In January, Queen’s opened three new active learning classrooms in Ellis Hall, which focus on peer-directed learning, rather than on the instructor alone. One classroom has the capacity to accommodate 48 students, while another can hold up to 72.

All three classrooms feature new learning technology and are currently being used for Arts and Science and engineering courses.

According to Jill Scott, vice-provost of teaching and learning, these spaces were designed to promote active and collaborative learning by increasing student engagement.

“We’re looking at different ways to teach and now that these spaces are available we’re undergoing analyses to see how it affects the students and their learning,” she said.

Two new active learning spaces will be available by January 2015 in Theological Hall, Scott said, which will facilitate a greater focus on teamwork among classmates.

“We know that teamwork is a desirable trait that employers look for,” she said. “We’re going to be looking at how these rooms can develop this type of teamwork within the students.”

Despite the rush to engage in active learning, Scott said, moving away from the traditional lecture format wouldn’t be feasible.

“We’re not going to get rid of the lecture,” she said. “The lecture format is always going to be there, but we can do many things to improve it.”

There are effective ways to engage students in lectures, she said, such as using clickers and breaking the class into smaller discussion groups.

“A faculty member has to feel comfortable with a particular medium,” she said. “But Queen’s has been providing faculty with opportunities to make lectures more engaging for the students.”

Some students, like Mark O’Donoghue, think professors should supplement their lessons by incorporating technology into lectures.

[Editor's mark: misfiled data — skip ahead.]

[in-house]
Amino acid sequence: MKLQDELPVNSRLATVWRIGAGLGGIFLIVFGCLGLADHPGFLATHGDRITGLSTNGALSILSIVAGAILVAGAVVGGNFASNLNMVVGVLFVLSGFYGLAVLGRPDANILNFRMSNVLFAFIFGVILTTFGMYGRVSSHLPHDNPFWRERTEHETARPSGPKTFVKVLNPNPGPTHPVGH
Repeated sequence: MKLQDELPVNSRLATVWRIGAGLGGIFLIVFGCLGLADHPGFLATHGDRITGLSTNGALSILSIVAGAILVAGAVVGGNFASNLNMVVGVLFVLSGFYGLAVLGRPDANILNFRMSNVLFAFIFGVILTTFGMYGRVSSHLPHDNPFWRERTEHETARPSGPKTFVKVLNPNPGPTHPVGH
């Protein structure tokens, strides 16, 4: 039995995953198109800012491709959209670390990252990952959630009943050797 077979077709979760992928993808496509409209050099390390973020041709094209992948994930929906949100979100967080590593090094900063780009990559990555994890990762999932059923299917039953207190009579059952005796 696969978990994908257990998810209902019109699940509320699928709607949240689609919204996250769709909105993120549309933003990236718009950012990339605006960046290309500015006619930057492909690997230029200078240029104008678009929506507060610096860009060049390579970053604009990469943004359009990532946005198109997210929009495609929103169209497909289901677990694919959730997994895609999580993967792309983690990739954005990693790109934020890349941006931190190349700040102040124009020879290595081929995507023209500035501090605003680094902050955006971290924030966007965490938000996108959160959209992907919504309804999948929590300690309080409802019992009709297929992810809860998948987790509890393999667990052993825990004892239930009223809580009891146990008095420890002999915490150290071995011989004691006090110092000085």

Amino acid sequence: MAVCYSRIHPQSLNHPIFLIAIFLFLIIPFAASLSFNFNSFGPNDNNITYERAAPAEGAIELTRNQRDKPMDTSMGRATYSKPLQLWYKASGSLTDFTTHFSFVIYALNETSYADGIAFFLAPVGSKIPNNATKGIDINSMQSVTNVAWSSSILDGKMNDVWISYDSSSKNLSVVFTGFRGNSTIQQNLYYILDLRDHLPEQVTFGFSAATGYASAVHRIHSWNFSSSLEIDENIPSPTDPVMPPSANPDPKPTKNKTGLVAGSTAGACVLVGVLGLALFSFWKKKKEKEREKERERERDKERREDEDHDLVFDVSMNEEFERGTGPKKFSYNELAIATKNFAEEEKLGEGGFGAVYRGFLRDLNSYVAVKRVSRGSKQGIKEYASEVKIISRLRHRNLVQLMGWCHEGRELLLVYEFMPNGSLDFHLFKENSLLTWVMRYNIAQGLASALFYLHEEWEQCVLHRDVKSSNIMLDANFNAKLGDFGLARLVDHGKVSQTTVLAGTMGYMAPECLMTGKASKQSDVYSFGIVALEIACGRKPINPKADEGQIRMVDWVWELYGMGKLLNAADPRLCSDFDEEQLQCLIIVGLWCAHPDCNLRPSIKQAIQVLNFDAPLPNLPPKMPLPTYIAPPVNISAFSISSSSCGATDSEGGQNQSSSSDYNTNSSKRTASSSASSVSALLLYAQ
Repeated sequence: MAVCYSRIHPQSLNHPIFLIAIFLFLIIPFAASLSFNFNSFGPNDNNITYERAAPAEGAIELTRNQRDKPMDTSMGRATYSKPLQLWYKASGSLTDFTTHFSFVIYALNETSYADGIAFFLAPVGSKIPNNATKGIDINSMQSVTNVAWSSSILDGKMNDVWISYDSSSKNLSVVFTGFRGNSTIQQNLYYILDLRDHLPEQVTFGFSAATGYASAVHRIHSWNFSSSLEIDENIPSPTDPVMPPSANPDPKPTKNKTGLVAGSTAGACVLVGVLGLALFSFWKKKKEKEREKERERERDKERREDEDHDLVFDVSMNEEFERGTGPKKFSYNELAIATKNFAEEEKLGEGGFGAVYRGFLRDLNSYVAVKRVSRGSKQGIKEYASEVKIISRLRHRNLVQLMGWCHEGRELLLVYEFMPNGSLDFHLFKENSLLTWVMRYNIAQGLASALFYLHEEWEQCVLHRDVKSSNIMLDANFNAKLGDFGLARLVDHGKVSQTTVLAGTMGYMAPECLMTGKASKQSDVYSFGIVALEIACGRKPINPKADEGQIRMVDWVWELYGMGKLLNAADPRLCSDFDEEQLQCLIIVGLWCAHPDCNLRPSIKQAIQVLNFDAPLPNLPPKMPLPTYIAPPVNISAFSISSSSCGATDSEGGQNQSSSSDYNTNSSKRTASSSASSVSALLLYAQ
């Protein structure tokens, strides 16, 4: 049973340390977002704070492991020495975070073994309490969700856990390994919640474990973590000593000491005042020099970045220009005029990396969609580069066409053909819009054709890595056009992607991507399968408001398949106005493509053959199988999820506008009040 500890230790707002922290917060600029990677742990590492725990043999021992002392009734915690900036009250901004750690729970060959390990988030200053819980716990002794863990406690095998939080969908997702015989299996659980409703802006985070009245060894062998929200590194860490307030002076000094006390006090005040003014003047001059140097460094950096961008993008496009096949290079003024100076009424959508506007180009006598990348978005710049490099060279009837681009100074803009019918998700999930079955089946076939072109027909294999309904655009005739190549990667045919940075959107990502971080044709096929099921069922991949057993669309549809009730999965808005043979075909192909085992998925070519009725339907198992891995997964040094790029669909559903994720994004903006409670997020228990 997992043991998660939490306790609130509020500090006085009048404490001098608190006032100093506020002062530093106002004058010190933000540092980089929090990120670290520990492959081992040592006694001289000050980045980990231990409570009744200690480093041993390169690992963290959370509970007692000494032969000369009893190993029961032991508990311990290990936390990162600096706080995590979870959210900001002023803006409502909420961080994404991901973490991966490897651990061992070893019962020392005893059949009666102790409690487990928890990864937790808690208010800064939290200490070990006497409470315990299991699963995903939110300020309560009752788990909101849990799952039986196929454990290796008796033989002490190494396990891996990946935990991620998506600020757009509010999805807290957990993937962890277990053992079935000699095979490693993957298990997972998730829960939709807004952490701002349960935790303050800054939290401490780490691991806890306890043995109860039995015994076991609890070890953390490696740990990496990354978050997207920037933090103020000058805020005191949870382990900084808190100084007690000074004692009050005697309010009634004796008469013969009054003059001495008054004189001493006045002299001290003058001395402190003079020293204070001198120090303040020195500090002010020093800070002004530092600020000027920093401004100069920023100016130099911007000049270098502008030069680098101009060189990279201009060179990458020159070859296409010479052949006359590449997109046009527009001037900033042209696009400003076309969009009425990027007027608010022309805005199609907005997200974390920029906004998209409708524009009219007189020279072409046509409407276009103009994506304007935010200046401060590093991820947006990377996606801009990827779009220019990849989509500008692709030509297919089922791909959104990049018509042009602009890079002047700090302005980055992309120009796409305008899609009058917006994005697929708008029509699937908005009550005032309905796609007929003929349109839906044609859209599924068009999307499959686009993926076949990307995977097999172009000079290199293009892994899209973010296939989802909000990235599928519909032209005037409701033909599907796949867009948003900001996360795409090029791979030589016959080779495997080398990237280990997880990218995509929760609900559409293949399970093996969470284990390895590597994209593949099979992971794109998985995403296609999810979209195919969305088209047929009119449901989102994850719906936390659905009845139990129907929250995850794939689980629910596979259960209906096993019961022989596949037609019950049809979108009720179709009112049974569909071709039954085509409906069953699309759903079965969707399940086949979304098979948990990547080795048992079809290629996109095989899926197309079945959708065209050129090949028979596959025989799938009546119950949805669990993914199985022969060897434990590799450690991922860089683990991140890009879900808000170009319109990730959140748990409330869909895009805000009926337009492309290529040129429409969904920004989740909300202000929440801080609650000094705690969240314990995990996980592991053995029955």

O’Donoghue, ArtSci ’15, said the typical lecture format is ineffective for teaching difficult concepts.

“A professor lecturing without aids is an effective way to remind the class of something that they already know, or to recap last class, but not as a method to teach the entire lesson,” he said.

O’Donoghue graduated from Queen’s engineering in 2014 and is now completing a one-year degree in economics. He said he learns best when a concept is explained with a visual, which requires a projector.

The condition of the classroom also affects how he learns, he added. When most of his classes were in Dupuis Hall, he said, he barely had any room to move and his knees hit the chair in front of him.

“The rooms need to be updated in terms of creating more space for students to move and an update in their heating and air conditioning,” O’Donoghue said.

The new Ellis Hall learning rooms are a good start in how lecture halls should be constructed, he said, with chairs on wheels and up-to-date technology.

“It’s a good start, but it’s not quite there yet. We should be going towards an intuitive and comfortable learning environment,” he said.

“Right now we can’t look at the professor and the board at the same time,” he added, “which takes away from the overall learning experience.”